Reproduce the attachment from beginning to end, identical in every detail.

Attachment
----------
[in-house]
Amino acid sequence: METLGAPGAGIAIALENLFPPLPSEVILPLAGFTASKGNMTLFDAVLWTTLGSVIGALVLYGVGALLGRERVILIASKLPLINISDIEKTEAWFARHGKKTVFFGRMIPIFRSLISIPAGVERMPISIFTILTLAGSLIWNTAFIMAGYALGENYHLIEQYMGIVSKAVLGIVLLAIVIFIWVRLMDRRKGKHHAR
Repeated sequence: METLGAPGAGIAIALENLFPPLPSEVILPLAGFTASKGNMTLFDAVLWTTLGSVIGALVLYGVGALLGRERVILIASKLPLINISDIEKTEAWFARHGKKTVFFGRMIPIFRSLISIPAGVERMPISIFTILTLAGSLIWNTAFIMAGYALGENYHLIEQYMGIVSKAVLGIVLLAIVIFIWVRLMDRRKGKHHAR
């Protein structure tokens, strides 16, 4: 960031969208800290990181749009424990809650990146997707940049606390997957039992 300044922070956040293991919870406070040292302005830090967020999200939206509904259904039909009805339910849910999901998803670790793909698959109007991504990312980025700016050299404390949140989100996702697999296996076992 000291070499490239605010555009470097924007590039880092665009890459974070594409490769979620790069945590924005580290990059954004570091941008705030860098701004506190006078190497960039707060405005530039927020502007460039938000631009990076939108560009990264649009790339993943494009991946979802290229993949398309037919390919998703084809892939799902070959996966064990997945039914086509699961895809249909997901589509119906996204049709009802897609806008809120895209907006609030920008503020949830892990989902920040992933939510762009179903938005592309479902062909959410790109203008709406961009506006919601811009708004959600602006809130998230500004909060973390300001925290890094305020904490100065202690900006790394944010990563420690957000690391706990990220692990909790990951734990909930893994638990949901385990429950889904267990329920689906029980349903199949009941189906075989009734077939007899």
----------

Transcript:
[in-house]
Amino acid sequence: METLGAPGAGIAIALENLFPPLPSEVILPLAGFTASKGNMTLFDAVLWTTLGSVIGALVLYGVGALLGRERVILIASKLPLINISDIEKTEAWFARHGKKTVFFGRMIPIFRSLISIPAGVERMPISIFTILTLAGSLIWNTAFIMAGYALGENYHLIEQYMGIVSKAVLGIVLLAIVIFIWVRLMDRRKGKHHAR
Repeated sequence: METLGAPGAGIAIALENLFPPLPSEVILPLAGFTASKGNMTLFDAVLWTTLGSVIGALVLYGVGALLGRERVILIASKLPLINISDIEKTEAWFARHGKKTVFFGRMIPIFRSLISIPAGVERMPISIFTILTLAGSLIWNTAFIMAGYALGENYHLIEQYMGIVSKAVLGIVLLAIVIFIWVRLMDRRKGKHHAR
């Protein structure tokens, strides 16, 4: 960031969208800290990181749009424990809650990146997707940049606390997957039992 300044922070956040293991919870406070040292302005830090967020999200939206509904259904039909009805339910849910999901998803670790793909698959109007991504990312980025700016050299404390949140989100996702697999296996076992 000291070499490239605010555009470097924007590039880092665009890459974070594409490769979620790069945590924005580290990059954004570091941008705030860098701004506190006078190497960039707060405005530039927020502007460039938000631009990076939108560009990264649009790339993943494009991946979802290229993949398309037919390919998703084809892939799902070959996966064990997945039914086509699961895809249909997901589509119906996204049709009802897609806008809120895209907006609030920008503020949830892990989902920040992933939510762009179903938005592309479902062909959410790109203008709406961009506006919601811009708004959600602006809130998230500004909060973390300001925290890094305020904490100065202690900006790394944010990563420690957000690391706990990220692990909790990951734990909930893994638990949901385990429950889904267990329920689906029980349903199949009941189906075989009734077939007899």